By Rama Gaind
PS News Books
By David Marr (Black Inc., $29.95, softcover, 262 pages)
A veteran journalist publishing a compilation of articles that many have already read for free may be disquieting, but the format – where the central theme is panic – is a brilliant idea.
Why are residents of this lucky, happy country so paranoid? “Panic is so Australian and it has been with us from the start”.
It appears David Marr has been writing about panic for most of his career: how they are whipped up, do their worst and vanish leaving only debris behind.
As he investigates, Marr notes that you cannot whip up panic out of nothing. There has to be something of substance at its heart as reasonable fears twisted out of recognition results in a panic.
“Turning fear into panic is a great political art: knowing how to stack the bonfire, where to find the kindling, when to slosh on a bucket of kero to set the whole thing off with a satisfying roar … These are dispatches from the republic of panic, stories of fear and fear-mongering under three prime ministers. Some chart panic on the rise and others pick through the wreckage left behind, but all grew out of my wish to honour the victims of these ugly episodes: the people damaged and a damaged country.”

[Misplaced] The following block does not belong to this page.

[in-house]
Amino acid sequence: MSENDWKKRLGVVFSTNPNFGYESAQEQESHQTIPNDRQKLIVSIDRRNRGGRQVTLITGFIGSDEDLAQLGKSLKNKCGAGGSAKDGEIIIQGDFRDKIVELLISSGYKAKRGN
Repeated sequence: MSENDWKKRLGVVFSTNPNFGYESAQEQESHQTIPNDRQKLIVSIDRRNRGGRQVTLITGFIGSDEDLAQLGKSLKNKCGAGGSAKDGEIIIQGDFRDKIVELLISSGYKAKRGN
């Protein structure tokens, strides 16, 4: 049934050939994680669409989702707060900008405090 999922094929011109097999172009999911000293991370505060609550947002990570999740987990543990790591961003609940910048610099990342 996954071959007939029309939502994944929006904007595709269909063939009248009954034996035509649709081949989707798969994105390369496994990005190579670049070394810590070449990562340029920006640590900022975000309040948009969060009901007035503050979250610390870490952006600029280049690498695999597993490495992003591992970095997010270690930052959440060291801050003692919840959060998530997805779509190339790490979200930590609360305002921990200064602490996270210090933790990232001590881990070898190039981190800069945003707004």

The stories have been moulded with dexterity to benefit from history. It’s the reflections contained therein that make the reworking a worthy effort. By placing them in a wider context, Marr has turned the focus on the era in which they were written and how we view the world.
There’s excellent telling of the outing of Alan Jones by Chris Masters and the meaning in Australia of the Stonewall riots in the US, but the standout topics are Bill Henson and the boat people.
Skillful prose, wittiness and insight brim to the fore as inconsequentiality and anger are disseminated.
Edition 296, 17 January 2012
To find out more about Rama Gaind click here.